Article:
Celia Cobb reviews the latest from Kathy and David Blackwell, published by the UK’s ABRSM examining board
Violin Star Theory
Kathy and David Blackwell
52PP ISBN 9781786012999
Aimed at ‘young players in the early stages of learning the violin’, this book provides a comprehensive introduction to music theory. It approaches the subject from the young violinist’s perspective; there are no cows eating grass (or good boys deserving fine apples), no unfamiliar clefs and definitely no C major. The book begins by covering a few basic note values and non-pitch-related concepts. Then, after the open strings are highlighted, the pitches on each string are presented in a systematic and easily comprehensible way.
Each new theoretical concept is accessible to the young player from a practical point of view, and throughout the book there is an emphasis on switching between the theory and its practical application. Various icons, including a pair of clapping hands and a mini violin, act as visual reminders to encourage the pupil to put their theory into practice by clapping or playing on their instrument. There is also a link to a few extra activities on the ABRSM website, which would be useful for both individual and group teaching.
Although the book is titled Violin Star Theory the blurb advises that it ‘can be used alongside any violin tutor’, and I imagine that Colourstrings teachers will be delighted to note that the colours for each string match those used in their method. If you are familiar with the Violin Star series and are expecting the books to match the gloriously Quentin Blake-esque explosions of colour on each page, you may be a little disappointed, but the illustrations are nevertheless cheerful and bright, and give the book a friendly feel. There is sometimes a danger of sensory overload – the pages are busy and the explanations towards the end of the book get quite wordy – but there is certainly no opportunity for boredom, as each page contains something new and interesting. Seven-year-old me would have loved it.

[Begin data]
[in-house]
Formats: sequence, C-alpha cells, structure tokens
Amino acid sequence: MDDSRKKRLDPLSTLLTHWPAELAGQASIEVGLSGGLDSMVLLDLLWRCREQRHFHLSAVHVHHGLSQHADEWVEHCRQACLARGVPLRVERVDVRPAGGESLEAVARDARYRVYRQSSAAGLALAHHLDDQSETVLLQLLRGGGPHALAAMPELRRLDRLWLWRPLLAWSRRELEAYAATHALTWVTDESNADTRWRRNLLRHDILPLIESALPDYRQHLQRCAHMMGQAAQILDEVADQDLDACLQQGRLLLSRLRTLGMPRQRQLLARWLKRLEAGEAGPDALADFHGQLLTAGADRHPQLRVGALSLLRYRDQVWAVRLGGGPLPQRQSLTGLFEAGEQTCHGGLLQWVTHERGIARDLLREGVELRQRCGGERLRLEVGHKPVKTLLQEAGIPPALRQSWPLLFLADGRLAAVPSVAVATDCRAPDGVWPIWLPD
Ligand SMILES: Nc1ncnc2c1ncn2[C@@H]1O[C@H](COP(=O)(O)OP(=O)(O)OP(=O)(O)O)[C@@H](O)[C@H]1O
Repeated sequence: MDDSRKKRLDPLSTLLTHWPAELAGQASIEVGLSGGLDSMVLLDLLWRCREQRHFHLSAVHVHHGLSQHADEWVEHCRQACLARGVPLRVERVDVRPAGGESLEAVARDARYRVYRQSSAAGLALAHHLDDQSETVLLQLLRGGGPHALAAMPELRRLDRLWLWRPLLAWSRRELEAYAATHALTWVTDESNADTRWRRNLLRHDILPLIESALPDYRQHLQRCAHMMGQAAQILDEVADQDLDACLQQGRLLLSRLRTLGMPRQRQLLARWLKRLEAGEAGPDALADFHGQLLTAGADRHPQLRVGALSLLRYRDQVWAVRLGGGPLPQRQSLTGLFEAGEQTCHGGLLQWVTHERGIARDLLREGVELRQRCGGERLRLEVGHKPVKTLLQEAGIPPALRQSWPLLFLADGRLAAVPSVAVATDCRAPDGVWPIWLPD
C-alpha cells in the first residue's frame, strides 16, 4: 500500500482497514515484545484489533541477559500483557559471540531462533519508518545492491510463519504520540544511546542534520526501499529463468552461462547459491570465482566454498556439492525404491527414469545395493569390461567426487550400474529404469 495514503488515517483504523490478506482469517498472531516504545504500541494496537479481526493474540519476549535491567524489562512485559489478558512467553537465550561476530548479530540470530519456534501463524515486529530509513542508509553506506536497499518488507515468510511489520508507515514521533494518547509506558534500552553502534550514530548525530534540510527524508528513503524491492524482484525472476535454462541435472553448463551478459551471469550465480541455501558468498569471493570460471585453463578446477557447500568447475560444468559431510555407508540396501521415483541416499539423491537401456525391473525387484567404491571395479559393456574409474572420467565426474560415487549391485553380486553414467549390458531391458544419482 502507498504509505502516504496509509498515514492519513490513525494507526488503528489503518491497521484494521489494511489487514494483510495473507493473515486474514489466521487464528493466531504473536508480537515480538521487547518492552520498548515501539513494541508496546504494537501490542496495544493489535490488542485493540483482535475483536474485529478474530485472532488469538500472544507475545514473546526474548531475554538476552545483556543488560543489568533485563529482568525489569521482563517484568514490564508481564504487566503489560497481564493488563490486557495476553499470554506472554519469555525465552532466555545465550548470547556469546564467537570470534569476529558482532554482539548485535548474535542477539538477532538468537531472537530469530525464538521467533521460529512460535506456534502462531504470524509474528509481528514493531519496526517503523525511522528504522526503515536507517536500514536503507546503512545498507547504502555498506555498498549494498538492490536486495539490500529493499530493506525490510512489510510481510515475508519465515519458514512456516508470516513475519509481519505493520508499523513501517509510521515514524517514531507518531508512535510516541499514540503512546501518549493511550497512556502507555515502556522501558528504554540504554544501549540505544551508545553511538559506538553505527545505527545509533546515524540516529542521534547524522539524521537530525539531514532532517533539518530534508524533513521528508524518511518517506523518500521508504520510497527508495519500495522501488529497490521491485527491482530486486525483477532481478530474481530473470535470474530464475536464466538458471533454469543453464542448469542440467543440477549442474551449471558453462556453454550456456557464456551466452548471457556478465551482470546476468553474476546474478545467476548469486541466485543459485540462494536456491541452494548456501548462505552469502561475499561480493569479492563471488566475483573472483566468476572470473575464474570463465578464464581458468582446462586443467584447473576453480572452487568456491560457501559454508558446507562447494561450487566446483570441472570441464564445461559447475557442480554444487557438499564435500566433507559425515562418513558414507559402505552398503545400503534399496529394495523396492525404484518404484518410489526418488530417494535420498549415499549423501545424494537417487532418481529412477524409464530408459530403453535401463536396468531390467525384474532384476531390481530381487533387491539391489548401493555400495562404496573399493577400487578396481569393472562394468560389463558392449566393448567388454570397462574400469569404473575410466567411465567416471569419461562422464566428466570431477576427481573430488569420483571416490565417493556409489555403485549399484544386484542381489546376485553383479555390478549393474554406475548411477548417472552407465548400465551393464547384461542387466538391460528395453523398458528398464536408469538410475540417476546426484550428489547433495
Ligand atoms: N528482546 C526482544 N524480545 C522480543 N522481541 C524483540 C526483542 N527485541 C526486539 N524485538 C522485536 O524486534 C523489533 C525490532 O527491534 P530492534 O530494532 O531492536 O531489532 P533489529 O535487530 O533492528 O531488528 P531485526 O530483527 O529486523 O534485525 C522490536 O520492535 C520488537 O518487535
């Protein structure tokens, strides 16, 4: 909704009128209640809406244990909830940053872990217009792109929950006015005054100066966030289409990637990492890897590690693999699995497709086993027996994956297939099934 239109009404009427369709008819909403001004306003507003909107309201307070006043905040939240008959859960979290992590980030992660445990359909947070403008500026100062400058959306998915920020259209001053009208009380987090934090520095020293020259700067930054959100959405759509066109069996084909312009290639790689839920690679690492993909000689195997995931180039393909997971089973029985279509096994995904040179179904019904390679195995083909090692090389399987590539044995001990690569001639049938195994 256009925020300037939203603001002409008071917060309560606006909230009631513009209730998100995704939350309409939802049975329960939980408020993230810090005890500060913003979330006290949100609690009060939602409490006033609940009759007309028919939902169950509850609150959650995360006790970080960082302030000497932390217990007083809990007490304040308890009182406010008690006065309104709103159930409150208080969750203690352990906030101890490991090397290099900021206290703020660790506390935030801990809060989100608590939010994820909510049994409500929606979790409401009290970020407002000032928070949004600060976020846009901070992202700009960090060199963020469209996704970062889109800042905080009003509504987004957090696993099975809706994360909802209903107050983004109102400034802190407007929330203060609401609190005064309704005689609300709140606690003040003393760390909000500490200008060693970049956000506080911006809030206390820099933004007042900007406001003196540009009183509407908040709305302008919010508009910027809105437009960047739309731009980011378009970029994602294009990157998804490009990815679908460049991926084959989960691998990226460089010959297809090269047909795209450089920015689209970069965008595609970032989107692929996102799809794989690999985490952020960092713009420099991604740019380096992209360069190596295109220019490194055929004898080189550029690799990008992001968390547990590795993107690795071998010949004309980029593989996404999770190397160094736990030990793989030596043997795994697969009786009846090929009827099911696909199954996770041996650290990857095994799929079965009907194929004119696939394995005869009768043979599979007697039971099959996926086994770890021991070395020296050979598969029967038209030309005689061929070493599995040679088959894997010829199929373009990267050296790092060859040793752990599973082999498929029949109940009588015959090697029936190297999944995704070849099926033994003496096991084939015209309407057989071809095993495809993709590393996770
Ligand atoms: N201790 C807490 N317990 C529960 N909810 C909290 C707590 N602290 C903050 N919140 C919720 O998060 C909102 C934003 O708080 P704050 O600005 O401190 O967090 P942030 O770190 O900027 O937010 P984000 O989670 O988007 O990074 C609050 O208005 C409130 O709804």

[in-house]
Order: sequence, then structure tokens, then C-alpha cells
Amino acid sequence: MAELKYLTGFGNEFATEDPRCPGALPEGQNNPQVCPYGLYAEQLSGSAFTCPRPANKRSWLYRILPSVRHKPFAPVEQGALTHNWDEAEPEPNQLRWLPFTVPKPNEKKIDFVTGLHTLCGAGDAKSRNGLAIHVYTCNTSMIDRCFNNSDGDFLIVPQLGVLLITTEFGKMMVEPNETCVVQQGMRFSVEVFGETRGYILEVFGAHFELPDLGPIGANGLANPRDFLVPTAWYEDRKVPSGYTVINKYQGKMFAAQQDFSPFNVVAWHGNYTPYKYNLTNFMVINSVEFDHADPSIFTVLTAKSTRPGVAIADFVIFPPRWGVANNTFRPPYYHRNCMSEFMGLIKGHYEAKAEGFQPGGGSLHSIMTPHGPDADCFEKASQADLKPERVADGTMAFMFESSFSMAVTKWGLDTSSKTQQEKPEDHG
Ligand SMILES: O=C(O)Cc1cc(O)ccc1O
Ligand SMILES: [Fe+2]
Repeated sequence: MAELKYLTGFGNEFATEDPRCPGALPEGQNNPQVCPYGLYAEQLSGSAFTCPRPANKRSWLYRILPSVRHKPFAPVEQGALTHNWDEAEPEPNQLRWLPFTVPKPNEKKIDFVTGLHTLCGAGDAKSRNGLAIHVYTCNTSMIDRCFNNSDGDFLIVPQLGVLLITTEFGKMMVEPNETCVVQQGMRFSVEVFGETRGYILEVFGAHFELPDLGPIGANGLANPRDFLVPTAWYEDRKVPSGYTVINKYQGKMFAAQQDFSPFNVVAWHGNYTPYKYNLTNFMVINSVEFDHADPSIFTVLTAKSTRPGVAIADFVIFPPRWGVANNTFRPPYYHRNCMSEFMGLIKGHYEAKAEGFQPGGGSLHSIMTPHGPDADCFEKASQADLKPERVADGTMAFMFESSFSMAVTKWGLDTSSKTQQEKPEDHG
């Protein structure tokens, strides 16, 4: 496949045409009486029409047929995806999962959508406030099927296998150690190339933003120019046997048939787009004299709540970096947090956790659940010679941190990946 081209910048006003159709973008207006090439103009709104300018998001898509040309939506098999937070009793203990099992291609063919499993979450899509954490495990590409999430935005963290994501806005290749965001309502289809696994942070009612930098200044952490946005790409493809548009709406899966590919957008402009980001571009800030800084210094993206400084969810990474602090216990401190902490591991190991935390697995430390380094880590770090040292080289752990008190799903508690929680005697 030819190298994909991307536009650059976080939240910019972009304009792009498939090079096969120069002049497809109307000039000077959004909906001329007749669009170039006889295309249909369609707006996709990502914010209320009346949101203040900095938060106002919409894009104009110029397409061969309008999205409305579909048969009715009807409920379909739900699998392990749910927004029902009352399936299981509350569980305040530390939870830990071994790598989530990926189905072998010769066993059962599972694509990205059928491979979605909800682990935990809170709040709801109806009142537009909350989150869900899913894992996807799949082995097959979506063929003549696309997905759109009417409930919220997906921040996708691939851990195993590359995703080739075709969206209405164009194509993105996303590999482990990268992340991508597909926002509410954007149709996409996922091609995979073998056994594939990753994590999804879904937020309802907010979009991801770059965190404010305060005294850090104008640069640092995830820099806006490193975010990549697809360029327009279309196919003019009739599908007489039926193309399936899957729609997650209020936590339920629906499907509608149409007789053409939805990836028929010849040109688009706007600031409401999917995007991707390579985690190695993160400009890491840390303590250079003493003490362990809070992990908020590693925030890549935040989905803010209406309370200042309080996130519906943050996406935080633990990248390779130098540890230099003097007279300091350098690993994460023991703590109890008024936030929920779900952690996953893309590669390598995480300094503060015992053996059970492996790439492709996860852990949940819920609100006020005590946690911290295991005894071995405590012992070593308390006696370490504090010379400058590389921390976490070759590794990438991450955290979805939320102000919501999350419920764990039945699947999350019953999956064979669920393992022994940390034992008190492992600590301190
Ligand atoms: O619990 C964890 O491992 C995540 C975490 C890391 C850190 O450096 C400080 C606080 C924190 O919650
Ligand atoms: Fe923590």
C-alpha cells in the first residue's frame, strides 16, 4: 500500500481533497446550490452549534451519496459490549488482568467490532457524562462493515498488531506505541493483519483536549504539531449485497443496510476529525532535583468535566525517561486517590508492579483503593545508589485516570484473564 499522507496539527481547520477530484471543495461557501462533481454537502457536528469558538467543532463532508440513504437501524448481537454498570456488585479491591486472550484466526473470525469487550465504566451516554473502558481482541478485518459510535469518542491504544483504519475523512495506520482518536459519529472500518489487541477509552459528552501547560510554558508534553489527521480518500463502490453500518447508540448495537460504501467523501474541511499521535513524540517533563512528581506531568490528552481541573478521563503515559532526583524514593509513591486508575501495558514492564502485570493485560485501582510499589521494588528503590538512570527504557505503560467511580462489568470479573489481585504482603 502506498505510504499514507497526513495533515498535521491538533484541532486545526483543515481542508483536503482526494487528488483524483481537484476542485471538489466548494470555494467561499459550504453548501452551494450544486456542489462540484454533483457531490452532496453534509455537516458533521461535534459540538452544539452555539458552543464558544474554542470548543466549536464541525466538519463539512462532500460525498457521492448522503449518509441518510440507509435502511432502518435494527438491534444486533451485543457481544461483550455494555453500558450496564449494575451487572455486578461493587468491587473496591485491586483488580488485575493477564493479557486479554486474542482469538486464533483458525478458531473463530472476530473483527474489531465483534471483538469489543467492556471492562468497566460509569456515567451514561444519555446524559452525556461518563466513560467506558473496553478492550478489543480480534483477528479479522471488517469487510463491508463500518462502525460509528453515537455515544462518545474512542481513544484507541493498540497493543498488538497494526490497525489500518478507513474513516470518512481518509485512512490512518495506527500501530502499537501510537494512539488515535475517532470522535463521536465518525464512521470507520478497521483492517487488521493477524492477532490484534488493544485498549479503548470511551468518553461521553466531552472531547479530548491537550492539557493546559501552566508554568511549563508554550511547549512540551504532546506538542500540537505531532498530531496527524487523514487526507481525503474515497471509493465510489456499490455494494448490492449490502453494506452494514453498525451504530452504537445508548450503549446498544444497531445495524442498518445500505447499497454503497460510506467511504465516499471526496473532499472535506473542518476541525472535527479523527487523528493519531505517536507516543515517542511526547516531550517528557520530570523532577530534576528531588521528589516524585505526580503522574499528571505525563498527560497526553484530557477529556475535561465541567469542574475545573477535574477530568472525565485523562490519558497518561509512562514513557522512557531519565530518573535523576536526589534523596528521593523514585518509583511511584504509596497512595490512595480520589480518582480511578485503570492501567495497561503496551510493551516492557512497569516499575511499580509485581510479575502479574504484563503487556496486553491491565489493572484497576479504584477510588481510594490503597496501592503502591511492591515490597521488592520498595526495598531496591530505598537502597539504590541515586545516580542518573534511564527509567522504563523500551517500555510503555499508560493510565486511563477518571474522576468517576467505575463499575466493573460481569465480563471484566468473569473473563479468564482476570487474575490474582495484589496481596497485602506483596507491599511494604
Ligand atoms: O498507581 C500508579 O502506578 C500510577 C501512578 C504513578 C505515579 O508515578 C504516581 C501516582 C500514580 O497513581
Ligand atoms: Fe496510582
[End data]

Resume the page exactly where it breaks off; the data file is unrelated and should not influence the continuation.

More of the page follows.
However, I have a gripe, and it is a substantial one: where are the versions for viola, cello and double bass? Perhaps the answer is ‘coming soon’, in which case I will be happy to climb down from my high horse. But until then, I must say that I feel resources for young beginner string players, especially those published by a major exam board, should be available across the range of instruments. I teach in a setting where youngsters learn side by side on their chosen stringed instrument right from the start. Lovely as this book is, I simply could not imagine using it until it is available for all of them. I appreciate that many publishers are constrained by market demand, and need to produce things that will sell in order to continue publishing. But this book is published by ABRSM, a registered charity – surely there is a chance here to support and encourage young players of all stringed instruments, rather than always concentrating on the bestsellers? The huge disparity in what is available means there is very little (apart from the new ‘Initial’ exam packs) for young students of viola and double bass. (Cellists fare a little better.) Come on ABRSM, please provide parity across the board by making resources like this book available for all young string players.
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